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State ABC board denies proposed Cleveland liquor store

SALISBURY — The State ABC Board denied a controversial proposed liquor store in Cleveland on Wednesday.
The Salisbury-Kannapolis ABC Board started developing a plan for an expansion at a Cleveland strip mall on Statesville Boulevard in September, but dozens of residents emailed and turned out at Wednesday’s hearing in Raleigh to oppose the store.
Mike Herring, an administrator for the North Carolina Alcoholic Beverage Control Commission, said the board found against the expansion for the same reason it did in 2003.
“ … That an ABC store in Cleveland would have an adverse effect on the health, happiness and general well being of the citizens in Cleveland,” Herring wrote in an email.
He added the commission received dozens of emails from residents who opposed the matter. Four of the county’s five commissioners also sent notices objecting to the proposed?store.
Terry Osborne, general manager of the local ABC operation, said he didn’t hear any opposition to the project until about two weeks ago.
That’s when the emails started.
Last week, Osborne said, a resident handed him a petition with more than 500 signatures opposing the project.
“I think it was a cross section. I do know a large number of them were from churches,” he said. “A lot of people go to church. I think it was an across-the-board thing. I don’t think it was one group.”
But both supporters and critics packed the commission chambers Wednesday.
“It was standing room only,” Osborne said.
Dozens of emails were submitted as part of the public record of objections for the project during the presentation.
Most ran along the same discourse.
“I think it is incredibly irresponsible of the government to want to put in an ABC store right next to a pediatrician’s office. I?have six children and I would definitely find a different doctor to see just so my children wouldn’t be exposed to the type of people who visit ABC stores,” Cleveland resident Daniel Olds wrote in an email on Nov. 23.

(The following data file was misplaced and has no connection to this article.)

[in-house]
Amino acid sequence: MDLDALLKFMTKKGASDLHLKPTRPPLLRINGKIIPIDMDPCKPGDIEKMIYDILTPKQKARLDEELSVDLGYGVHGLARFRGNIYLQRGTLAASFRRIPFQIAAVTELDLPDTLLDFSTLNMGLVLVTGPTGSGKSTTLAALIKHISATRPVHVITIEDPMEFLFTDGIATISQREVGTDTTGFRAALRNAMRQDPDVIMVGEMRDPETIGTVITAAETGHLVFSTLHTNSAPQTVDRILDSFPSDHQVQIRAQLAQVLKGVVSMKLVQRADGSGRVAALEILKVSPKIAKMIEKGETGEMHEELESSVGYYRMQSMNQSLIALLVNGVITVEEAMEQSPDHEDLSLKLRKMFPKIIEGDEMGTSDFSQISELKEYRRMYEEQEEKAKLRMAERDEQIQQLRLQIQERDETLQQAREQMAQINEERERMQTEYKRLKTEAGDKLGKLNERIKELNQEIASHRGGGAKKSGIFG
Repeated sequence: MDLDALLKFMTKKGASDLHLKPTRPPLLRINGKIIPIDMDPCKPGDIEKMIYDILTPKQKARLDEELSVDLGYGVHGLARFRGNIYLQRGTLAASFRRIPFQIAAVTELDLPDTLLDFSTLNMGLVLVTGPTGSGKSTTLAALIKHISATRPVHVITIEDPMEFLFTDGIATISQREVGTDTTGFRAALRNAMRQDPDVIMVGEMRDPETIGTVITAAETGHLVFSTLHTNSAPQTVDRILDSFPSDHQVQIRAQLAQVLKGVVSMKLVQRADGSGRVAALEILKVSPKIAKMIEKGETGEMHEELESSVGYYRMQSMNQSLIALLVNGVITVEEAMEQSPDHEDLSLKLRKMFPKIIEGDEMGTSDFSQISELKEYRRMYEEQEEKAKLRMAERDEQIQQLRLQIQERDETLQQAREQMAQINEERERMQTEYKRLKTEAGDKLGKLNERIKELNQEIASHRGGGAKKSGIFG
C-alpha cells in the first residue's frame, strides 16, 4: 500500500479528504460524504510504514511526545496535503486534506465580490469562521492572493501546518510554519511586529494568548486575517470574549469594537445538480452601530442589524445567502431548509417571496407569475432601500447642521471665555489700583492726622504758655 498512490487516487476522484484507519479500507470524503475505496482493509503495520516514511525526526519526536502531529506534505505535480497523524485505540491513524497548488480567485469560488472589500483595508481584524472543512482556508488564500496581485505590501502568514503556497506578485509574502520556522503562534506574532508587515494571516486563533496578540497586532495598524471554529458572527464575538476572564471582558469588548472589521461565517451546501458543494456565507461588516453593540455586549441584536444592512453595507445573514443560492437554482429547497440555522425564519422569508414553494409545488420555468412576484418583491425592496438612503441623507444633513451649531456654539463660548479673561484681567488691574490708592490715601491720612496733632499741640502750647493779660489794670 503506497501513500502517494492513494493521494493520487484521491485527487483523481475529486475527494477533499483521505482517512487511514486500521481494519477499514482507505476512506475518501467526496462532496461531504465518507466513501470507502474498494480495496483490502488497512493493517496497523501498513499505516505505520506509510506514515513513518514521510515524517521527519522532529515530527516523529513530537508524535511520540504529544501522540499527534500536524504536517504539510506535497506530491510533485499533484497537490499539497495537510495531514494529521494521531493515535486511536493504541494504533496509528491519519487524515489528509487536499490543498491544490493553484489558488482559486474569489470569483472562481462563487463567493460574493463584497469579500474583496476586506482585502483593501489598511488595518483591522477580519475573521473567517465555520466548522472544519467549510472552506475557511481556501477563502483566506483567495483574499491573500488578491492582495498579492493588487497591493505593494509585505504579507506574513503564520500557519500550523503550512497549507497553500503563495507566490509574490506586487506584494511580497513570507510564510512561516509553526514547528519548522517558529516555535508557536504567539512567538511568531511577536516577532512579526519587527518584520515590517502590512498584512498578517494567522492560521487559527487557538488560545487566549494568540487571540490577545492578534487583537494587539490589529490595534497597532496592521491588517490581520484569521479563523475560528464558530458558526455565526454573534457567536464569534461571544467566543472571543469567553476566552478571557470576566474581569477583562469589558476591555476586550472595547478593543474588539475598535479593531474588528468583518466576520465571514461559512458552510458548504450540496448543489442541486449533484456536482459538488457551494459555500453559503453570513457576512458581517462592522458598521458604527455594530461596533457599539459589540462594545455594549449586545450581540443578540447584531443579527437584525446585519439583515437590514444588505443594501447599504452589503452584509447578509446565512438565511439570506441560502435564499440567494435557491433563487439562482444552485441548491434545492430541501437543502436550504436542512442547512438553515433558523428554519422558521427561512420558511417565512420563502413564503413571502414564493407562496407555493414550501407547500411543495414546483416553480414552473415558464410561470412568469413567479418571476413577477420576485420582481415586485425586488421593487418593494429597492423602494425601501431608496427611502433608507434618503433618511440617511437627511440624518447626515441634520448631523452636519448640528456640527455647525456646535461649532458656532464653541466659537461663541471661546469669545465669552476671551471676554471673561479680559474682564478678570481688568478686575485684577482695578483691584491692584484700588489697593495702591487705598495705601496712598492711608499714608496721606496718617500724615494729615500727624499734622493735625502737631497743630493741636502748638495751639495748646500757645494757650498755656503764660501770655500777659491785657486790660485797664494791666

A few minutes later, Denise Newman, another resident, echoed the arguments.
“The ABC store you are wanting to put in our town is just a few steps from a pediatric office, dentist office, church, daycare and Christian school. We do not want to expose our children and grandchildren to that kind of business,” she wrote.
Several emails mentioned ABC?stores in other towns within driving range.
Rowan County Commissioner Chairman Jim Sides wrote a letter on behalf of the board and urged the board to turn down the application.
“Information I was given by (Osborne) indicates that there is no major push by local businesses, individuals or community leaders for placement of this store,” Sides wrote. “There does appear to be a small group of individuals who are pushing this initiative, but I would encourage you to strongly question their motives.
“I would also suggest further investigation into those who are pushing for specific property to be leased for this proposed store. I would elaborate on this issue personally, but will not do so in this email.”
Tax records show the property is owned by Third Creek Development Corporation. The Secretary of State’s website lists Claudia Register, a Cleveland resident, as the president of the corporation.
Sides said the board had also not conducted a formal economic study on the impact of the ABC store.
“I would think that this would be one of the first things the local ABC Board would do before approaching your commission with such a request,” he said.
The chairman also said the local board was split on the project with member Linda Lowman opposing the expansion.
Sides said the county used to be the primary authority for appointing local ABC board members, but said the city convinced Sen. Fletcher Hartsell to craft legislation dividing the appointments among the city, county and Kannapolis.
Sides said the county commissioners could push for state legislation to give Rowan County more of a say on the ABC board.
“The Board of County Commissioners now makes one appointment, the city of Salisbury makes one appointment, and the city of Kannapolis makes the last appointment. The Board of County Commissioners may in the future consider requesting a local bill to restore our three appointments, thus making it a five member board and restoring the balance of control based on distribution,” he wrote.
One of the arguments, Osborne said, that helped sway the state board was that an ABC store in Cooleemee was “breaking even,” and would be detrimentally effected if the Cleveland store was built.
Osborne said supporters of the ABC project could apply again in the future, but the state board would need to see “significant” economic growth to justify the store.
Still, Osborne said, he spoke with dozens of impassioned residents about the project and thinks the county came away with a better education and greater appreciation for the commission’s process.
“If anything, I was very pleased with that outcome today,” he said.

Contact reporter Nathan Hardin at 704-797-4246.

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